Venus International Transport shipped 43,000 tonnes of agriculture crops via EgyptAir last season

Omar Abdel Hamid
5 Min Read

Venus International Transport has shipped 43,000 tonnes of agricultural products during 2018, down from 45,000 tonnes in 2017, through several airlines, most prominently EgyptAir.

Ahmed Fouad, vice chairperson of the company, said that air shipping accounts for only 2% of global trade, against 98% for maritime and land shipping.

He added that air transport, despite its market share in terms of quantities, represents 30% of the value of shipped items.

Fouad said that the company moved 43,000 tonnes last year, after the market suffered several problems, such as lack of space on planes and the cancellation of some flights.

Furthermore, he stated that the market was also adversely affected by a 4% raise in electronic trade movement and the increased exchange between China and European countries, which prompted global airlines to focus their operations there, thus raising the cost of air shipping by 10-15%.

Moreover, he pointed out that air transport companies provide a service to the Egyptian exporter, and should be distinguished by the rapid provision of export spaces upon demand. For example, exporters should be able to seek an increase or a decrease in the pre-agreed upon amounts only 48 hours prior to the flight and airlines should be capable of accomodating the request swiftly.

Should there be no available spaces on EgyptAir, then exporters ought to resort to spaces available on foreign airlines which have scheduled flights. And the third option is renting foreign cargo planes, explained the vice chairperson of the company.

In addition, Fouad highlighted that the company has received the agency of a number of international airlines alongside EgyptAir, which have three or four cargo flights per day, such as Saudi Airlines, Emirates, Etihad, Lufthansa, and Jordan Air, in addition to the Italian, Ethiopian and French airlines.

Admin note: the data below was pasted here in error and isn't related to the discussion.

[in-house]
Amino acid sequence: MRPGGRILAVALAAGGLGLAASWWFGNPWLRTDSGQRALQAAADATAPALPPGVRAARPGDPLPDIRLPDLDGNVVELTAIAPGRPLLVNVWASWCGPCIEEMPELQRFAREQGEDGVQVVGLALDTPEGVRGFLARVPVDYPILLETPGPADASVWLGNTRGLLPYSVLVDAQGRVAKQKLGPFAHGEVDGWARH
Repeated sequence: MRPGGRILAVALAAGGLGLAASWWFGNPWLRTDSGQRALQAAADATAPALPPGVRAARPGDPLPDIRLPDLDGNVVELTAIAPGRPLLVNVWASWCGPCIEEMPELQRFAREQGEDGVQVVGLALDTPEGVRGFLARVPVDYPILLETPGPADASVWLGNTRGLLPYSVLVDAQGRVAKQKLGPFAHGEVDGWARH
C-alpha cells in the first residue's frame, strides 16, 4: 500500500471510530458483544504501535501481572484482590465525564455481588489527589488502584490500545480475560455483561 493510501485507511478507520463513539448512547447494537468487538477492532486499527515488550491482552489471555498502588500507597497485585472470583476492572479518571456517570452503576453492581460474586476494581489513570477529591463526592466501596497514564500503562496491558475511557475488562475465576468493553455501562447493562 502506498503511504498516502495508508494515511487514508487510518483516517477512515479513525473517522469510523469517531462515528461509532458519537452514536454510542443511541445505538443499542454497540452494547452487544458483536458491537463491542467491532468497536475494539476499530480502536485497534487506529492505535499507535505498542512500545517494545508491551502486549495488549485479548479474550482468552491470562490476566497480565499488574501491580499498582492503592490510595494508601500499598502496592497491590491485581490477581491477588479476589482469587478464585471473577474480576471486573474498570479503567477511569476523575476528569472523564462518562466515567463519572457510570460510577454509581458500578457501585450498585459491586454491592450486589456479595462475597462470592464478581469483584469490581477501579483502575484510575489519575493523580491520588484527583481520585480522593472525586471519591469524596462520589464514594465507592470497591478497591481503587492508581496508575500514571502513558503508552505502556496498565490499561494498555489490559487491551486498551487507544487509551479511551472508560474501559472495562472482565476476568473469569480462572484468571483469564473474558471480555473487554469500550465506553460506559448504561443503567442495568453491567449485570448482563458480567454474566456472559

The export season of vegetables and fruit continues for a period of eight months only, between mid- October until May of next year. December and January are the peak of the season and alone account for 35% of the season.

Strawberry exports to the European market have significantly developed during the current season, growing by 30% since the beginning of the season in November 2018 to the end of January this year, he highlighted.

Additionally, he added that the EU grants the Egyptian strawberry a quota of 11,600 tonnes in order to enter the market custom-free. Egyptian companies surpassed this ratio and were consequently subjected to customs of €400 per tonne starting from the last week of January.

What’s more, Fouad noted that strawberry exports increased from 8,500 tonnes in 2016 to 12,000 tonnes in 2017, and exceeded 14,000 tonnes last year.

He stressed that the current season witnessed an airlines crisis which witnessed the transformation of international airlines into forming three large economic blocs, namely China, Europe, and the US.

Plus, Fouad remarked that the three blocs dominate 80% of the global trade and currently trade movement between them is quite active, which pushed international companies to move toward these markets at the expense of the other markets.

Over and above, he explained that the cost of transportation between China and Europe ranges from $6 to $10 per kilogram and reached €20 between Europe and the US, against $1 from Egypt.

Fouad also indicated that the most prominent products transported by the company from Egypt to Europe include strawberries, grapes, green beans, and peaches.

Noteworthy, he referred to Morocco, Kenya and Senegal as the biggest competitors, in addition to Spain, which enjoys closer proximity to the European market as well as low freight transport costs.

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